Despite the hardships and opposition, both Roman Catholic and Protestant missions have been active in Iraq. The Anglican Church Missionary Society was in operation from 1880 until the end of the first world war. The most enduring effort has been the United Mission in Messopotamia begun in 1924. This mission was a result of the united effort of the Reformed Church in the U.S. (German), the Reformed Church in America, and the (Northern) Presbyterian Church in the U.SA. Its objective was to win Muslims to Christ. Kenneth Scott Latourette observed that the government had given the individual the freedom to change his religion, even if that should be from Islam to Christianity; but social pressure made such a step next to impossible. In 1969 Iraq expelled western missions. They were not allowed to return.

Governments may close borders. But modern communications do get through. Years ago Iraq was an isolated nation. Radio has given Christians for the first time in 1400 years of Islamic history the opportunity of lovingly, relevantly and patiently to present to all of the Muslim world the Gospel of redemption. Rev. Bassam Madany, radio minister of the Arabic Back to God Hour, returned from a tour to the Middle East in 1975 with this description of the communication revolution in the region. "Radio, and to a lesser extent, the printed page and personal correspondence are the most powerful and available means for the spread of the Gospel and the eventual birth of a true church of Jesus Christ in the Arab world." Rev. Madany regularly receives letters from Muslim countries, including Iraq. The response is most encouraging. In October,1990 the Bible Society in Jordan was able to send Scriptures to Christians in Iraq. This year (1992) the society received permission to send a truckload of 47.000 scripture calendars.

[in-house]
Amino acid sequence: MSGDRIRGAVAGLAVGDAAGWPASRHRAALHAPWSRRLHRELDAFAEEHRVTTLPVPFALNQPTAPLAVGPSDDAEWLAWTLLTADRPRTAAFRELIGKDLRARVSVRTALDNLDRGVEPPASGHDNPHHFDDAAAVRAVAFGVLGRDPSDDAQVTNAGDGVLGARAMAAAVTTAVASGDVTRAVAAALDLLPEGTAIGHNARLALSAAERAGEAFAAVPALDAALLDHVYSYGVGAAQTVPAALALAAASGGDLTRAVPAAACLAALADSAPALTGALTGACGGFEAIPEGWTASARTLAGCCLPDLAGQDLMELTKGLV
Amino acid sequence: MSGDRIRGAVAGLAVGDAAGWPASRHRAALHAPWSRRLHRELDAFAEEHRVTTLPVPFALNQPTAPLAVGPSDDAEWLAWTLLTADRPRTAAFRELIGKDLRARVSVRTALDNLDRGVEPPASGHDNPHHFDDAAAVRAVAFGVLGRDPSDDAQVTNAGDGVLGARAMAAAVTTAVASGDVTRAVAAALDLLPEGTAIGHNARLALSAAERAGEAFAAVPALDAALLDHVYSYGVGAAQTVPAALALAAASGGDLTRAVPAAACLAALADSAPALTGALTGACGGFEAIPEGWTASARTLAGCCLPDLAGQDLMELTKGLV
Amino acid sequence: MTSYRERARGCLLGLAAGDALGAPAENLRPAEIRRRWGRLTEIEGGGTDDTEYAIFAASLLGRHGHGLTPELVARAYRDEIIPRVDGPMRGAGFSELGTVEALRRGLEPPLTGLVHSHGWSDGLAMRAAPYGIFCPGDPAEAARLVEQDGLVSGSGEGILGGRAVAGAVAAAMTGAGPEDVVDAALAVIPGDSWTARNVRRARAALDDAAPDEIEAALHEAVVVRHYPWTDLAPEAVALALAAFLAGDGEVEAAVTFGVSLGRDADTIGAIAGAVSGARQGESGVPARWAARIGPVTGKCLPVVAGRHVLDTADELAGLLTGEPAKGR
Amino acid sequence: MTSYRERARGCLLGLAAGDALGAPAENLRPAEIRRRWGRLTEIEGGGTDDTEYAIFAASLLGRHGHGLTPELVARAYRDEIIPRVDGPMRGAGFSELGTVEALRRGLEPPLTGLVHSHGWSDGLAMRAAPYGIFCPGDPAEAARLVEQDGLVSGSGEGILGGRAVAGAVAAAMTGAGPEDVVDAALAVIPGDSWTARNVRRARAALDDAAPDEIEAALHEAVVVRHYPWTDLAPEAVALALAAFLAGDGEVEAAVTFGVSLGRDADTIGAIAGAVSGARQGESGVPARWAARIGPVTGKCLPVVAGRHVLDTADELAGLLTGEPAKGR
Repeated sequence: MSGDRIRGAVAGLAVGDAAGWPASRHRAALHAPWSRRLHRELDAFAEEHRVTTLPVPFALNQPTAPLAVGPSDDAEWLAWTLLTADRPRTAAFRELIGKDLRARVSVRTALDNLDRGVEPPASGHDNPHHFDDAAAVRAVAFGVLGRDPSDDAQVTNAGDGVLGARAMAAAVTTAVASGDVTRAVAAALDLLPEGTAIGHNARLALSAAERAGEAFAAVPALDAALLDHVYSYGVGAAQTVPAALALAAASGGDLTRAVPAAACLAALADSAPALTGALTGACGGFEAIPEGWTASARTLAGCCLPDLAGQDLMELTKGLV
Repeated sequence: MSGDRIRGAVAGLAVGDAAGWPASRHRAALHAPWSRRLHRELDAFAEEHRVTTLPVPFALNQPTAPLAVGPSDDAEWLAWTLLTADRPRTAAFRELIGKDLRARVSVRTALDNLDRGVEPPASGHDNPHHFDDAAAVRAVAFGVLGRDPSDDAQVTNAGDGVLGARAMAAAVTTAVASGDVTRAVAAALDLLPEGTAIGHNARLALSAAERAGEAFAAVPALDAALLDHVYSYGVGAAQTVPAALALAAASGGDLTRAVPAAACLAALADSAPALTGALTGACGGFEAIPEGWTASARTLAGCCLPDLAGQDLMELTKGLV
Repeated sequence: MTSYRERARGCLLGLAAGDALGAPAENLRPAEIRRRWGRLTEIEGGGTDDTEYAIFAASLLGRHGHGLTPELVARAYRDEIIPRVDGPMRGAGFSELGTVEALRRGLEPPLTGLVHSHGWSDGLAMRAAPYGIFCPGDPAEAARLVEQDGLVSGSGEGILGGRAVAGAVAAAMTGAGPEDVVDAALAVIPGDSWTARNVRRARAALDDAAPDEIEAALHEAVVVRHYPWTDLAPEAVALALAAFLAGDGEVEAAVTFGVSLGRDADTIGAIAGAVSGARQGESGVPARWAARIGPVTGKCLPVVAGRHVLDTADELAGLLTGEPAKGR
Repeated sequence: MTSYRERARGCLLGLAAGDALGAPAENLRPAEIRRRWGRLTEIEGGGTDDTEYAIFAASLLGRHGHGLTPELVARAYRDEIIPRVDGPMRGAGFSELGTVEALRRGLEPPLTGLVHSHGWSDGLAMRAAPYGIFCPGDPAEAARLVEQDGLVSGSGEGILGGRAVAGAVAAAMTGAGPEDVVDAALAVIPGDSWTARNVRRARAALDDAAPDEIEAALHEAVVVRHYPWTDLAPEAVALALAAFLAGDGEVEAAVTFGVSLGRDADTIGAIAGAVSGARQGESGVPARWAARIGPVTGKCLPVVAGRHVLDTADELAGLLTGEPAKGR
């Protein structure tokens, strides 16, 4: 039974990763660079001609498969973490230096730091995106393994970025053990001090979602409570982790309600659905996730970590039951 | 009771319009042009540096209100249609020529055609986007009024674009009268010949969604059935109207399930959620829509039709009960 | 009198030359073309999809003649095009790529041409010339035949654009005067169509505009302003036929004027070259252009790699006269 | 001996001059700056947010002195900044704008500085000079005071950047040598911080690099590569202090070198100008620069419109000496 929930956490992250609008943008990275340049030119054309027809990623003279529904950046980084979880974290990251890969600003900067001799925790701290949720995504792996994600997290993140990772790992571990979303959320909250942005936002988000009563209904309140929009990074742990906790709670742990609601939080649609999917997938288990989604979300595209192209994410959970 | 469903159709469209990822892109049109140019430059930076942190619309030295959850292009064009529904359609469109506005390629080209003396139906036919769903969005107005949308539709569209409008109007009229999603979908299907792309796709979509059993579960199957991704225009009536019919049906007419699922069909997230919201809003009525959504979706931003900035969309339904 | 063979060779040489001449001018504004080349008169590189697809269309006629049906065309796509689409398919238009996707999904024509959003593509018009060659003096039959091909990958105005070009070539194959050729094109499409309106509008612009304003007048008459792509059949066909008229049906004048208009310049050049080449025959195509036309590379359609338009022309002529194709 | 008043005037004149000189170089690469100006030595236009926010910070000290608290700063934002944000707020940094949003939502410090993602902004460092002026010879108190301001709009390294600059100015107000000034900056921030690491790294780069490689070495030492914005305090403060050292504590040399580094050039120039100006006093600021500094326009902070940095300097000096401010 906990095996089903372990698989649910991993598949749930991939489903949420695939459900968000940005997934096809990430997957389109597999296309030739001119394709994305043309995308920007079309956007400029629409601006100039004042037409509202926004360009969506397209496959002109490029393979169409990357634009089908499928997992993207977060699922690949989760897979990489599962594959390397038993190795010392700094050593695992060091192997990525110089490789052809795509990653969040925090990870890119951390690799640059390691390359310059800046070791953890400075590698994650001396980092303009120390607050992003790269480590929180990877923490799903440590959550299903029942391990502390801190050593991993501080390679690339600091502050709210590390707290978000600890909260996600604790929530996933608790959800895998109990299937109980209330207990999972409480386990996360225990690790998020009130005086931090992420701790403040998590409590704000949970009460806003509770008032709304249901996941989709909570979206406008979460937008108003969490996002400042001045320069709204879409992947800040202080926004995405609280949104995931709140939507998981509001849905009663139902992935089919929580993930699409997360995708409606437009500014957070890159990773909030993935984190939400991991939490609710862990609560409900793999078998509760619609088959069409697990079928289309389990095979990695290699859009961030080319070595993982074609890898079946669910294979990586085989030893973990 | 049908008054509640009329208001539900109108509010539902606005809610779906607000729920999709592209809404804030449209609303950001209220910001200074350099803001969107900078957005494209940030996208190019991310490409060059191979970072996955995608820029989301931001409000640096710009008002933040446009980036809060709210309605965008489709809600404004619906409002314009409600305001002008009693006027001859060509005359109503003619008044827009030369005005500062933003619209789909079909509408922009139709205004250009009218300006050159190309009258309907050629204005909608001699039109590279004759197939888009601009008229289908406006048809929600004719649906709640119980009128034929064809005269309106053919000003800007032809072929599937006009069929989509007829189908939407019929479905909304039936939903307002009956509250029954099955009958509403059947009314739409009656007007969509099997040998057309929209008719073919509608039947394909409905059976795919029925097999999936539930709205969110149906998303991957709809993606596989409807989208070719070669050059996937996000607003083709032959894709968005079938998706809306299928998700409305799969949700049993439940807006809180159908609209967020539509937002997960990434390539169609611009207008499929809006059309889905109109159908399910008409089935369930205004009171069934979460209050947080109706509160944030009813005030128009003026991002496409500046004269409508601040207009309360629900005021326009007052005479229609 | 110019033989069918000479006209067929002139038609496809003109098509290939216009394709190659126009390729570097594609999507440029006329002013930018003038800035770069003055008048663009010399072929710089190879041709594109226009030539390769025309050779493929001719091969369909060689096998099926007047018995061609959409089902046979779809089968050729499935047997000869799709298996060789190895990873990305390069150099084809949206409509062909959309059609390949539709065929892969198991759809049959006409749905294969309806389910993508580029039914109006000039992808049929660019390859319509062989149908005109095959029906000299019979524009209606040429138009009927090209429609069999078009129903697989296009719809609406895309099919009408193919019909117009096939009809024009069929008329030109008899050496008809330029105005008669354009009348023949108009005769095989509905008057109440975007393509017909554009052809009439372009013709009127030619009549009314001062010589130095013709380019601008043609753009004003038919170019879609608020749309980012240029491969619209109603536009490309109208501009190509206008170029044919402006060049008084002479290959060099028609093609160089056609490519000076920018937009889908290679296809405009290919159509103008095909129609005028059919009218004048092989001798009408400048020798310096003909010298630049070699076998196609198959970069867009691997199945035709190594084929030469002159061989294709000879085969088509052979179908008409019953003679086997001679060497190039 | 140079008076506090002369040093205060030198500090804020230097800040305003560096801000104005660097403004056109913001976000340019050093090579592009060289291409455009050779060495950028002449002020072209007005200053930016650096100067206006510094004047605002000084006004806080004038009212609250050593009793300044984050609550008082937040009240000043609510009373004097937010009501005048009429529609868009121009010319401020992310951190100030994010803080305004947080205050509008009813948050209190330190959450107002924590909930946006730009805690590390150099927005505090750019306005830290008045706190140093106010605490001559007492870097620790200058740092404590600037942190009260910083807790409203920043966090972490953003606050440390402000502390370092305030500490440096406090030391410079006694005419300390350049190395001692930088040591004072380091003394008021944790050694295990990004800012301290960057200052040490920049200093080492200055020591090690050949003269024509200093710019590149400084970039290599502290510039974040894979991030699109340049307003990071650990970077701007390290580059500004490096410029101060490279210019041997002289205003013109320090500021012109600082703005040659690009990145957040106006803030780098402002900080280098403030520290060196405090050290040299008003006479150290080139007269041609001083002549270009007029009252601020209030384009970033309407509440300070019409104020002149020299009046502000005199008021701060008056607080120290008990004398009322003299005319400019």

The Christians in Iraq need our prayerful support. The ministry of the Back to God Hour, Christian literature and Bible distribution all need our full backing. They should know that Christians in the West do care for them.